When meditation spurs revolution (Taipei Journal, Taiwan)

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Manik Mehta, Taipei Journal: Normally imperturbable New Yorkers have recently been visibly shaken by simulated scenes of religious persecution in China staged in bustling areas of New York such as Times Square and Grand Central Station.

Followers and friends of the Falun Gong movement, which professes only to teach traditional Chinese methods for improving psychic and physical wellness involving simple exercises, meditation and development of xinxing–or heart-mind nature–enacted scenes dramatizing Beijing’s brutal suppression of the movement. They replicated the torture chambers purportedly used in China to punish Falun Gong members who refuse to renounce their beliefs and practices.

Amateur actors dressed as Chinese prison guards pretended to administer electric shocks to chained female Falun Gong practitioners, with faces contorted in agony and bodies covered with torture marks. Another simulation showed a woman prisoner in chains hunched over in a cramped “birdcage.” “Eeeek!” screamed a female passerby upon seeing the birdcage and its bruised and bloodied occupant. “Don’t tell me this is really happening in China?” Similar anti-torture tableaux, in tandem with petition and letter-writing campaigns, have been staged in cities and on university campuses the world over since November. The disgust and horror of onlookers, be they in New York, Munich, Taipei or Lima was proof that a picture is indeed worth a thousand words.

According to data provided by the Friends of Falun Gong organization, more than 1,600 followers have been tortured to death in China, while hundreds of thousands continue to languish in jails without formal charges or legal recourse. More than 100,000 have been sent to labor camps and another 1,000 have been tortured in mental hospitals, it is claimed.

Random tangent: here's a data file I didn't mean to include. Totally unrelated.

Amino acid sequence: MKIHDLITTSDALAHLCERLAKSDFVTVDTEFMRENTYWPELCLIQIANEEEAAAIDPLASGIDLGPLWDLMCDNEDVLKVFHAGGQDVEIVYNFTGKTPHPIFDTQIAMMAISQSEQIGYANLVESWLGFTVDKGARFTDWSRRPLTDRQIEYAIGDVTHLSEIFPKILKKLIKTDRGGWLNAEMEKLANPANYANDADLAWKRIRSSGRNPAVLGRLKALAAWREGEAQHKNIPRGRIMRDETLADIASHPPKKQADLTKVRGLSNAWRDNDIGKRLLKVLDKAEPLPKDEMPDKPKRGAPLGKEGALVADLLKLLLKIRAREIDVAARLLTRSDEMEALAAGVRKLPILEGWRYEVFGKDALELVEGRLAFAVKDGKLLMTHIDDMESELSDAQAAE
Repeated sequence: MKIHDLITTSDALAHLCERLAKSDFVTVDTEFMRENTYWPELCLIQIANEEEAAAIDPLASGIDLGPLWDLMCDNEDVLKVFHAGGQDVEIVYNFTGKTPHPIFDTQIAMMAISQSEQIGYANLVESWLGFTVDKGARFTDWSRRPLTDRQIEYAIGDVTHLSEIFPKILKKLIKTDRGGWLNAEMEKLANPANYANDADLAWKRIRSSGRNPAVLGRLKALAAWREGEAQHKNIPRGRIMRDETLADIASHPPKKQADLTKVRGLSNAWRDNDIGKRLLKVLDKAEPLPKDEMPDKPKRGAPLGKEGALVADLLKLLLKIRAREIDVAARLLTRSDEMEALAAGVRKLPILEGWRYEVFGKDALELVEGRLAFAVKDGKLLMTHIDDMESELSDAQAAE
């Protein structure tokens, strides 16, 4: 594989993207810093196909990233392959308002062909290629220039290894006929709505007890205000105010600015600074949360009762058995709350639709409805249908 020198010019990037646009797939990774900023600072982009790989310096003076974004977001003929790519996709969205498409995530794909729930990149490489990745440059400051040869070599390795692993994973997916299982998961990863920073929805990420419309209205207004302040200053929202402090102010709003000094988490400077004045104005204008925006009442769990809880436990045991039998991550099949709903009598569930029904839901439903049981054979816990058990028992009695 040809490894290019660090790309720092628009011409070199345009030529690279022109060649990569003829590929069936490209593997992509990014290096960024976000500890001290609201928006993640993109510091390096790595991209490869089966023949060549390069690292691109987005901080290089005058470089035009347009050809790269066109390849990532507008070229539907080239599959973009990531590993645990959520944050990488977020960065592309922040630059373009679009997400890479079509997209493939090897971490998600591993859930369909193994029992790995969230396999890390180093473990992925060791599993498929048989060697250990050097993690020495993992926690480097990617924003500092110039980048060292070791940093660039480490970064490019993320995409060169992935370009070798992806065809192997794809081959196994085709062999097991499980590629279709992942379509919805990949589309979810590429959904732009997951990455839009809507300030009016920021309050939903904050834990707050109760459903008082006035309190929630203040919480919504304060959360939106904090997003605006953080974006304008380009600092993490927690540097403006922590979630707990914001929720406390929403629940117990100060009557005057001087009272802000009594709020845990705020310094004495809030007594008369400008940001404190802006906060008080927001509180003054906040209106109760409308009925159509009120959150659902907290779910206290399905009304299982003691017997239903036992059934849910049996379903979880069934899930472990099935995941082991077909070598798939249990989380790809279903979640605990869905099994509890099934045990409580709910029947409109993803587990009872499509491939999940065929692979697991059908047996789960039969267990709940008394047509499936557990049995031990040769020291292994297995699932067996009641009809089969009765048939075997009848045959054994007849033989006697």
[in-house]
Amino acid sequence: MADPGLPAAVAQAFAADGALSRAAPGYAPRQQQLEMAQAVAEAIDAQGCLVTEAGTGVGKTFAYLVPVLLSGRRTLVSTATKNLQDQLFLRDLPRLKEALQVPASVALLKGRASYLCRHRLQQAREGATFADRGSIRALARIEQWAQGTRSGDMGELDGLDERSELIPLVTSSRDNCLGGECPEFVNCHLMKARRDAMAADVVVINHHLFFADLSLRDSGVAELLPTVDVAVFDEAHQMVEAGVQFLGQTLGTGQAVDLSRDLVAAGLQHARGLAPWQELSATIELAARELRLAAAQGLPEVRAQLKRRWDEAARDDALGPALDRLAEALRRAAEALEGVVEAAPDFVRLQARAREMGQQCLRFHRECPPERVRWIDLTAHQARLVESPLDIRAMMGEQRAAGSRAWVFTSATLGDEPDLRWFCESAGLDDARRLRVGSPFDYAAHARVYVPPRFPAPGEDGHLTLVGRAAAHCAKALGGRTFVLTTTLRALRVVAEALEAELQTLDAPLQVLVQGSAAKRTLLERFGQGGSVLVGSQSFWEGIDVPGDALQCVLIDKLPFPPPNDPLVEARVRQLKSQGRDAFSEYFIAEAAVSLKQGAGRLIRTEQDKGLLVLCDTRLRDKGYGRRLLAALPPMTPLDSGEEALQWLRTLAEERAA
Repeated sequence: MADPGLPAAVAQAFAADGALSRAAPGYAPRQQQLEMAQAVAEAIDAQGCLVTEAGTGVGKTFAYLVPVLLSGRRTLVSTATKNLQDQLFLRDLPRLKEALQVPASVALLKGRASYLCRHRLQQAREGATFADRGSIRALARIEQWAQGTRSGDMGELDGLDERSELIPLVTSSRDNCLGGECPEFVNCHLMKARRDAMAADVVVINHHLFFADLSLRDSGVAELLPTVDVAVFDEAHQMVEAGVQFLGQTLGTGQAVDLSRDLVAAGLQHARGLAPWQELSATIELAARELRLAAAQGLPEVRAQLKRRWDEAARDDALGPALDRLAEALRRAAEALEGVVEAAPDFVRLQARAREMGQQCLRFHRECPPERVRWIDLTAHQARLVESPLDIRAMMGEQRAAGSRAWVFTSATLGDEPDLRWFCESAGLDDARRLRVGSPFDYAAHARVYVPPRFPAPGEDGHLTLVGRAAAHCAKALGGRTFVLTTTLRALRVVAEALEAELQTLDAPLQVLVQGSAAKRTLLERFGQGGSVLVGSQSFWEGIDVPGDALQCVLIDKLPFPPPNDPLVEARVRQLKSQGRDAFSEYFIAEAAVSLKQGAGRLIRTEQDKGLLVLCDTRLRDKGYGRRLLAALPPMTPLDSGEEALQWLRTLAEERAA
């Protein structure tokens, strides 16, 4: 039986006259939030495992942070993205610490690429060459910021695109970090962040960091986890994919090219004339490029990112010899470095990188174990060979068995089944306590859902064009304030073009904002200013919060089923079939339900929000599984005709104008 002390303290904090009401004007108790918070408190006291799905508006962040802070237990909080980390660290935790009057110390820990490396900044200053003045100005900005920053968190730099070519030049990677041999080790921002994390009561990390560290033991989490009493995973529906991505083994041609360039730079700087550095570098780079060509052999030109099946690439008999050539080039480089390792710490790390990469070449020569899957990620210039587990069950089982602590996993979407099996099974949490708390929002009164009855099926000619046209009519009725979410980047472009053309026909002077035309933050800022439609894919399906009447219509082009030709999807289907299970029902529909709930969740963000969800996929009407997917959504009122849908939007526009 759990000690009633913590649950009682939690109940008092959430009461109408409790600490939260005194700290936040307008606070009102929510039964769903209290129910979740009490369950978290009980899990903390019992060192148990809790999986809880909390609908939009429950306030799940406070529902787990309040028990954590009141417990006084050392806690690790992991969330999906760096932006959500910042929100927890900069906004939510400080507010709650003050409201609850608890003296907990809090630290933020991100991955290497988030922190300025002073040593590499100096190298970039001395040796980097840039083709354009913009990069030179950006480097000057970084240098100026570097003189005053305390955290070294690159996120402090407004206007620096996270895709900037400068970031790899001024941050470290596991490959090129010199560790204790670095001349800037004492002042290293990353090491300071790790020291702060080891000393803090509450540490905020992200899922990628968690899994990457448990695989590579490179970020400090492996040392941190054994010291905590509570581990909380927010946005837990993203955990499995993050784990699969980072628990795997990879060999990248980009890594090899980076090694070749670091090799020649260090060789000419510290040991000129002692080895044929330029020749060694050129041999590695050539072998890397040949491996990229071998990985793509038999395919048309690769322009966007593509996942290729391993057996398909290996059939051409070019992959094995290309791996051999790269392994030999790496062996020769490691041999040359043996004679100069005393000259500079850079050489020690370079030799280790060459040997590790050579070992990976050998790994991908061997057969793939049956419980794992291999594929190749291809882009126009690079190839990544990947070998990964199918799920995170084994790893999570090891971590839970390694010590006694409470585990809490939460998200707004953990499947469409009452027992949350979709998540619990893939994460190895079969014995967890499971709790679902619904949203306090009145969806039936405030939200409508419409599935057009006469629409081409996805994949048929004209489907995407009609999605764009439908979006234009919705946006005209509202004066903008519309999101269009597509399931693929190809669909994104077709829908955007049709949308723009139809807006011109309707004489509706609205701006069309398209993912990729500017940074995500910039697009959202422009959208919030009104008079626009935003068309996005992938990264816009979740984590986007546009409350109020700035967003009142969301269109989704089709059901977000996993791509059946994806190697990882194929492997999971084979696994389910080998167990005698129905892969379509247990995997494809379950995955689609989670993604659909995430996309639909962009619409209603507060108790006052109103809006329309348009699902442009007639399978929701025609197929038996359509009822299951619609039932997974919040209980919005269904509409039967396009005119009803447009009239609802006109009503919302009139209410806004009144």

Worldwide sympathy and support for the Falun Gong can only mount if the Chinese Communist Party (CCP) leadership persists in its knee-jerk reaction to even loosely organized groups that it perceives as posing a threat to its authority. Already, virtually every democratic society in the world is highly critical of Beijing for its violation of human rights on a vast scale. It is notorious for its suppression of religious groups, its complicity in driving farmers off their land, its backsliding on its legal commitment to allow Hong Kong to function as a free and autonomous entity, or its calculated annihilation of the Tibetan people’s cultural and linguistic heritage.

China’s embassies and consulates around the world are regularly bombarded with petitions pleading respect for Falun Gong practitioners, Tibetans and other abused religious, ethnic and social groups.

For its part, the U. S. Congress has expressed its strenuous objection to the Chinese government’s treatment of Falun Gong members. On July 24, 2002, by a vote of 420-0, the U.S. House of Representatives unanimously passed resolution H.R. 188, urging the Beijing authorities to cease such persecution.

The resolution reads, “The campaign of persecution [against the] Falun Gong has been carried out by government officials at all levels, and has permeated every segment of society and every level of government in the People’s Republic of China.” An issue of particular concern to U.S. politicians is the fate of an American citizen of Chinese origin, Charles Li, who is languishing in a prison in Nanjing and, according to Falun Gong sources, being beaten and subjected to brainwashing because of his association with the organization. When he refused to attend a brainwashing session in July at the behest of prison guards, it is said, another inmate knocked Li to the ground and dragged him down a staircase.

According to Falun Gong members taking part in anti-torture street presentations, Li has gone on hunger strikes and been confined to the prison clinic. It has been reported that when a U.S. consular official traveled from Shanghai to Nanjing to pay him a visit, prison officials refused him entry.

The Beijing authorities have categorically denied that Li’s arrest was related to his personal beliefs or association with the Falun Gong. The movement’s supporters point out that they deny such a connection because, otherwise, it would be tantamount to admitting that they are engaging in religious persecution–this, despite their insistence that freedom of religion is well-protected in China.

Original article no longer available


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